French Roulette Game Explained
The exact origins of French Roulette are not available and there has always been some speculation about where this game of chance began. The earliest accounts of the “Wheel of Chance” go back to the days of early Rome, where the soldiers would play games of chance on the spinning wheel of their chariots. Some believe that in the mid 16th century, French scientist Blaise Pascal came up with the idea and thus should be credited with its creation. Others believe the game originated in China.
These have just been rumors and there is no way to verify them, but what can be substantiated is that in 1842, Francois and Louis Blanc came up with the single zero Roulette game that was eventually imported to America where it was initially rejected for the more popular double 0 which gained the name, American Roulette. Whatever the origins, Roulette has been played for centuries and continues to grow in popularity. Roulette is a simple game that is played quickly and the outcome is definitive, whoever has made a bet where the balls come to rest is the winner.
French Roulette has been until recently only found in Europe and South American casinos. Having one less zero than American Roulette gives the player better odds and because of this, American casinos have opted to stay with the game that gives the house the bigger edge. The object of the game remains the same as with all Roulette games, to place a bet on the number that you think the ball will land on.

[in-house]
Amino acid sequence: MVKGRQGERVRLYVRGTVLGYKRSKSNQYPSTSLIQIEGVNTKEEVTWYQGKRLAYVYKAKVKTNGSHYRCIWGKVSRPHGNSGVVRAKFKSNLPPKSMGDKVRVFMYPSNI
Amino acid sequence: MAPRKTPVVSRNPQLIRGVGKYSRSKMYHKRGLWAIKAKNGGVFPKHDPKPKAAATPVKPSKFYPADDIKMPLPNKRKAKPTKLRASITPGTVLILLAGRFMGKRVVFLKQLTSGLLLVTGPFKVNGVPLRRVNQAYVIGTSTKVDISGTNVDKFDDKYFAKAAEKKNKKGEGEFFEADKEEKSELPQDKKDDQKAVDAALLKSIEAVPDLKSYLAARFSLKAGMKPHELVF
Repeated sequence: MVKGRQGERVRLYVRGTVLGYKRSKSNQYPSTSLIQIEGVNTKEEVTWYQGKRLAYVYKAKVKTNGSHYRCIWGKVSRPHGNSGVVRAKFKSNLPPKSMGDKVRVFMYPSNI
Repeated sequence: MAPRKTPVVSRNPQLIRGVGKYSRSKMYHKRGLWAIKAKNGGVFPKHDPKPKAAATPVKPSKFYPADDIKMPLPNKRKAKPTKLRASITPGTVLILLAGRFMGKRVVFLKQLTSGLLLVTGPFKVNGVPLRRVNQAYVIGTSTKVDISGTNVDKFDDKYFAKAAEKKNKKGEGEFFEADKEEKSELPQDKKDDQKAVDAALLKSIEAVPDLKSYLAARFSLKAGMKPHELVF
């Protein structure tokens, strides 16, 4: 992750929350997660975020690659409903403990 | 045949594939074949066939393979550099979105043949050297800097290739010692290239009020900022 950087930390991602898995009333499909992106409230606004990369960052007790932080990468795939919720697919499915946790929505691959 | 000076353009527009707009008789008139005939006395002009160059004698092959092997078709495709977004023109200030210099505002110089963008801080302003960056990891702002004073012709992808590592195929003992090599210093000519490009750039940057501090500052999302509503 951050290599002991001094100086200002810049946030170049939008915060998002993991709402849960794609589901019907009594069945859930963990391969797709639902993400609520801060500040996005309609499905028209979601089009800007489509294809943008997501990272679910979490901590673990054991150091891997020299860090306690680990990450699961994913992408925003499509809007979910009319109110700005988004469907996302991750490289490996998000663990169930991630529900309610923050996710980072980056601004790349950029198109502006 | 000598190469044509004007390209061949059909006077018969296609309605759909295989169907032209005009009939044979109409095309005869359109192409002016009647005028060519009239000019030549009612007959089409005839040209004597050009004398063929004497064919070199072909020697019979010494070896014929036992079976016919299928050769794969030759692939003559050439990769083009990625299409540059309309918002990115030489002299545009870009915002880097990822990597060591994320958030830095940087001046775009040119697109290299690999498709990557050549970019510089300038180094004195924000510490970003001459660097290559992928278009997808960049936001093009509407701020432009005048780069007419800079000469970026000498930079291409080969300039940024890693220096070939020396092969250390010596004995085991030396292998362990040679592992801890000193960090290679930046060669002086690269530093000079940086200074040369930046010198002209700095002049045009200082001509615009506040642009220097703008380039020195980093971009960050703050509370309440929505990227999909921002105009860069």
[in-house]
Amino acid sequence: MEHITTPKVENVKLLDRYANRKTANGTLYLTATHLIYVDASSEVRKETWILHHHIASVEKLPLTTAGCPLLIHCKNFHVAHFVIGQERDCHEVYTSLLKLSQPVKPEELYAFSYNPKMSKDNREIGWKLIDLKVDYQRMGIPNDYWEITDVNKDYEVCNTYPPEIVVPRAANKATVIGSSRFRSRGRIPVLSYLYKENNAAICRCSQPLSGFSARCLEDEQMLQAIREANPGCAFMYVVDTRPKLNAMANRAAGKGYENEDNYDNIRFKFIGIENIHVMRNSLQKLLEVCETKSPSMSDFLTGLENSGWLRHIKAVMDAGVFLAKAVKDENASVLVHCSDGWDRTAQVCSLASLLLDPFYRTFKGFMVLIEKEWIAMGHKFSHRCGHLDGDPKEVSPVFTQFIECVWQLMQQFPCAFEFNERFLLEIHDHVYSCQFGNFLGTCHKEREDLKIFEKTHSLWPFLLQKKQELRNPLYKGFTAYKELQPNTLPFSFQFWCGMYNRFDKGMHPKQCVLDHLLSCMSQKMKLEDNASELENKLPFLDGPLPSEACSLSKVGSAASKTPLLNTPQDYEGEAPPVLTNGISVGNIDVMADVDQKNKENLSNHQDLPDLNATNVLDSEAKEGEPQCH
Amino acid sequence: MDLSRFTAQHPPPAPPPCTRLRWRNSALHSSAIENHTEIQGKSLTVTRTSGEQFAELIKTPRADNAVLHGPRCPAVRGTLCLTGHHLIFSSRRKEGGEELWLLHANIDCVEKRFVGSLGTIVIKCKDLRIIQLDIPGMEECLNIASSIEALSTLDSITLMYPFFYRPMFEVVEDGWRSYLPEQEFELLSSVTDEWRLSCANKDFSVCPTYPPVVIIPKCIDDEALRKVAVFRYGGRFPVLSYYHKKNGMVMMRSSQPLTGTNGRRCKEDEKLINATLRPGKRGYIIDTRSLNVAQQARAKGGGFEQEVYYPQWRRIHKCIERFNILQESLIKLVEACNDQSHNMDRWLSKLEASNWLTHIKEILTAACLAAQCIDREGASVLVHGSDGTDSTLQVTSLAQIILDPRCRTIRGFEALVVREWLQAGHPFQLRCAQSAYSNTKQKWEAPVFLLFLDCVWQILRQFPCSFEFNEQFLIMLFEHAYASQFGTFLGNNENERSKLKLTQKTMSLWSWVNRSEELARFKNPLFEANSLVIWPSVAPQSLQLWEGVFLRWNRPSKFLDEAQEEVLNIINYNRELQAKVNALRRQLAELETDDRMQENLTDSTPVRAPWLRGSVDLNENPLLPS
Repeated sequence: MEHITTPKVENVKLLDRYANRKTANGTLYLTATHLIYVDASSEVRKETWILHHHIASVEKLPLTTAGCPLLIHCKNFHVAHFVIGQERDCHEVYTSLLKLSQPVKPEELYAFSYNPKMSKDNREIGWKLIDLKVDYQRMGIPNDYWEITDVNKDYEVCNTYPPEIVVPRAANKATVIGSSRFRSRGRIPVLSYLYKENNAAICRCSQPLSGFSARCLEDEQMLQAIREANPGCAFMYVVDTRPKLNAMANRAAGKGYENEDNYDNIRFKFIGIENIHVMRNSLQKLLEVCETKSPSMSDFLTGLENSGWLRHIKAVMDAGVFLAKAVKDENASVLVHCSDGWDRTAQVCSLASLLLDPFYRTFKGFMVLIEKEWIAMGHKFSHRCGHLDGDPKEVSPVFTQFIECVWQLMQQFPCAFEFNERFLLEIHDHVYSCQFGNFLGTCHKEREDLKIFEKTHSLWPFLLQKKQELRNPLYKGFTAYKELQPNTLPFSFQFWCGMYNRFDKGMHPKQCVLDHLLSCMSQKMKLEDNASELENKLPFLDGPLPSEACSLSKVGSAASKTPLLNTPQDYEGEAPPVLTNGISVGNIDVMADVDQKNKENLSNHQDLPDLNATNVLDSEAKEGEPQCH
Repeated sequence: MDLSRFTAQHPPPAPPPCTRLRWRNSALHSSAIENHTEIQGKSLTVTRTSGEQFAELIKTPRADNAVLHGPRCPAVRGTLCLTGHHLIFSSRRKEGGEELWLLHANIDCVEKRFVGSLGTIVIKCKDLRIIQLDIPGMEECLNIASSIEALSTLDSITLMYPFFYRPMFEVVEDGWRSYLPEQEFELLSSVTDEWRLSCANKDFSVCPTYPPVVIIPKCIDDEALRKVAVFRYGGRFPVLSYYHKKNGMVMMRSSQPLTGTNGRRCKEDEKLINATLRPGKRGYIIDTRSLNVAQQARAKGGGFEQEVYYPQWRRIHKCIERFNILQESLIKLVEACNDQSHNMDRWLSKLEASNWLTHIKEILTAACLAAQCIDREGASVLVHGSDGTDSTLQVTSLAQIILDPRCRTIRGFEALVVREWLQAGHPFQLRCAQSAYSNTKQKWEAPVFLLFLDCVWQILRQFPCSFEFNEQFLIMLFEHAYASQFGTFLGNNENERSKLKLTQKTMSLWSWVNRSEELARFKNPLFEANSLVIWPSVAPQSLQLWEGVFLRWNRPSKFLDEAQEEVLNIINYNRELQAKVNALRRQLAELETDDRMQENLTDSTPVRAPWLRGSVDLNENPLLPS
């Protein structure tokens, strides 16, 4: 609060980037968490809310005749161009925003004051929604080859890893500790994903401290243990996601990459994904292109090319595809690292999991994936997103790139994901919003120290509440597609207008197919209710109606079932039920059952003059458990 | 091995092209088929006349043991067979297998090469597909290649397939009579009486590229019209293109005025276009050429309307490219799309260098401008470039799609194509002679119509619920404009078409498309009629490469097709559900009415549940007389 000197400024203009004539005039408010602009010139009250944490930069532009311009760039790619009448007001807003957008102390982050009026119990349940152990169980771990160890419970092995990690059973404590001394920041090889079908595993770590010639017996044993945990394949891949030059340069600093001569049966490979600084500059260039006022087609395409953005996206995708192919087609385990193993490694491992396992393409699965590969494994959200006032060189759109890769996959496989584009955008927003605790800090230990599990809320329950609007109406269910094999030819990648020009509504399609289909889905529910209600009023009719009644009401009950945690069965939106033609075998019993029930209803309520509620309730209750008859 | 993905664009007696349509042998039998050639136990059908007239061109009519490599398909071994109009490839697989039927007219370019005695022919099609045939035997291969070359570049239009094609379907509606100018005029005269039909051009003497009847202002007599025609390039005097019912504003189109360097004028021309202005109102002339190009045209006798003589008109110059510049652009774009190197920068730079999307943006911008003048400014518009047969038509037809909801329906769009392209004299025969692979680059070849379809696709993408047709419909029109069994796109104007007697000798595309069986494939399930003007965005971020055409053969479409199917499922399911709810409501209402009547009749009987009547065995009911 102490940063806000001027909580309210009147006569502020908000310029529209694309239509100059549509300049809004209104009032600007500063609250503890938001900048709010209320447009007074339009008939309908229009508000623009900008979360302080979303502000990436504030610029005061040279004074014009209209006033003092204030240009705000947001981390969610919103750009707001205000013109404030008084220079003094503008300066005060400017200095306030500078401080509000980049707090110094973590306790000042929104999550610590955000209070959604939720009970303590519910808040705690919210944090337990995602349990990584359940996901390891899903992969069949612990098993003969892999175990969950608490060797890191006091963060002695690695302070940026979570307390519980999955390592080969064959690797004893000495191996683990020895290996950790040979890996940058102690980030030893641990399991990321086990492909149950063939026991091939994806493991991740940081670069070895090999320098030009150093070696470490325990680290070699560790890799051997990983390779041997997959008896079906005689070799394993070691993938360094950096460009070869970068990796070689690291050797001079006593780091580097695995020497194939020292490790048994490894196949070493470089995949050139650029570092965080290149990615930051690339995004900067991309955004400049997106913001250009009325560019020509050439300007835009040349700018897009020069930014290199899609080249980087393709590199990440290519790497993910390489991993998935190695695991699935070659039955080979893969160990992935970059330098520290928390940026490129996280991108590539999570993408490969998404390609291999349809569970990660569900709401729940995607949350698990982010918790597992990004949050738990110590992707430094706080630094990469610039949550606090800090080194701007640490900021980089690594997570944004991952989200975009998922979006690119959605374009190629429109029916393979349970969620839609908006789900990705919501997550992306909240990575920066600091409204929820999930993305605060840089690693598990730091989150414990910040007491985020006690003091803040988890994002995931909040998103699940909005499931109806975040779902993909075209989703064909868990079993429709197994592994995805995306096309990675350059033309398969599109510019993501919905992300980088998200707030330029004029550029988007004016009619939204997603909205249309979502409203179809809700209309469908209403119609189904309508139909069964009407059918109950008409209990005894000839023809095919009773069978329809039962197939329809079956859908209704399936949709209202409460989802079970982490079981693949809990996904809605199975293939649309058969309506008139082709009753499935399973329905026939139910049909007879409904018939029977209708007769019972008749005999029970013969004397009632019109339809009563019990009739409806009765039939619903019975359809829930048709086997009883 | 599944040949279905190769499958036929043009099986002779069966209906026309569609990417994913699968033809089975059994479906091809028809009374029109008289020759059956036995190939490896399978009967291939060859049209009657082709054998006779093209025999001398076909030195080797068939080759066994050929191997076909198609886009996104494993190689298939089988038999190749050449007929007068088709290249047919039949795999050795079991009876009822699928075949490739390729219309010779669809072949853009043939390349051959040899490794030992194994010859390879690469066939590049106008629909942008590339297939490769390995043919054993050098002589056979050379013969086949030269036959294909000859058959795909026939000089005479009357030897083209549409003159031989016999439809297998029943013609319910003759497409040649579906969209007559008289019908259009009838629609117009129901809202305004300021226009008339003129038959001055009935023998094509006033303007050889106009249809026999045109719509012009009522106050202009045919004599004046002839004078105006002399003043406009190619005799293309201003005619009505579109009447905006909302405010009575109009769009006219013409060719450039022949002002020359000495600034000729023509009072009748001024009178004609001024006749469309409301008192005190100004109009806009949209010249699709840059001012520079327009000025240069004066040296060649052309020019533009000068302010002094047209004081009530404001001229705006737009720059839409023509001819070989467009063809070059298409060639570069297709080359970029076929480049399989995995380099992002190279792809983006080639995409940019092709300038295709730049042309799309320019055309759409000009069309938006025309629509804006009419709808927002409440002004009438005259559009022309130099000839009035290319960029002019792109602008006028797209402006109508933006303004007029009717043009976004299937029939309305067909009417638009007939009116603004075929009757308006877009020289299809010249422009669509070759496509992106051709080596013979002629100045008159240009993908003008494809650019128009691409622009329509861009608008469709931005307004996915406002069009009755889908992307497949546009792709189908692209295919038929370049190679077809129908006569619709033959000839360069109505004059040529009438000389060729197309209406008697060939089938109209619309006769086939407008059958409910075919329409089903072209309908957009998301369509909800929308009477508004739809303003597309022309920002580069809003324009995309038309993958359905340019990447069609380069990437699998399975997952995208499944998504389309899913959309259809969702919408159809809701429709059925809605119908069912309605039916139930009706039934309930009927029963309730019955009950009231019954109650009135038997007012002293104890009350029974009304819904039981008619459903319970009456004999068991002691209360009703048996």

There are 37 numbered slots including a green slot for the zero. All the other slots are red and black alternating numbered slots. The Croupier spins the wheel and then rolls the ball along the rim of the wheel in the opposite direction. When the wheel stops, the ball comes to rest in one of the slots, and the player who has bet on that number is the winner and is paid. The players all have different colored chips to help the croupier tell their bets apart.
French Roulette payout table – Inside Bets:
- Straight up / En plein – 35:1
- Split Bet / Cheval – 17:1
- Street Bet / Transversale – 11:1
- Corner / Carre – 8:1
- Line Bet / Sixainne 5:1
- French Roulette payout table – Outside Bets
- Column / Colonne – 2:1
- Dozen / Douzaine – 2:1
- Red or Black / Rouge or Noir – 1:1
- Even or Odd / Pair or Impair / 1:1
- Low or High / Manque or Passe 1:1
French Roulette: the ‘la partage’ Rule
This rule states that when the ball lands on the zero, the player will only lose half his bet on outside bets. This is only offered on Roulette tables with a single zero.